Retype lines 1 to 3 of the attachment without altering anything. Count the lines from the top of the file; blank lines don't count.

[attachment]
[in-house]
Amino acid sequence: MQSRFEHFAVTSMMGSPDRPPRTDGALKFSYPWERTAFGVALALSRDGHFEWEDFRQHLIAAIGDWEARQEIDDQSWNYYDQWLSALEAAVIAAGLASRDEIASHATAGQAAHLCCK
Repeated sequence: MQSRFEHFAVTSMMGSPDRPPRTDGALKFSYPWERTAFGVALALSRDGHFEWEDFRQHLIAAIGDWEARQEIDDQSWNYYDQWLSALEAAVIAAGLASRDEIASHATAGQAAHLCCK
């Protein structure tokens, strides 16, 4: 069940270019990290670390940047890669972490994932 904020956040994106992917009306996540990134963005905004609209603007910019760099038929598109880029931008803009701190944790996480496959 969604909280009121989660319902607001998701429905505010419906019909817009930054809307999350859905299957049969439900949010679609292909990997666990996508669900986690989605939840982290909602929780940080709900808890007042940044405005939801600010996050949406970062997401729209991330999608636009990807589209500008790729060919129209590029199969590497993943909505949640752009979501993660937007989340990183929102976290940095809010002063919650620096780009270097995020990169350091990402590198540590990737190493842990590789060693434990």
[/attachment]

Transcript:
[in-house]
Amino acid sequence: MQSRFEHFAVTSMMGSPDRPPRTDGALKFSYPWERTAFGVALALSRDGHFEWEDFRQHLIAAIGDWEARQEIDDQSWNYYDQWLSALEAAVIAAGLASRDEIASHATAGQAAHLCCK
Repeated sequence: MQSRFEHFAVTSMMGSPDRPPRTDGALKFSYPWERTAFGVALALSRDGHFEWEDFRQHLIAAIGDWEARQEIDDQSWNYYDQWLSALEAAVIAAGLASRDEIASHATAGQAAHLCCK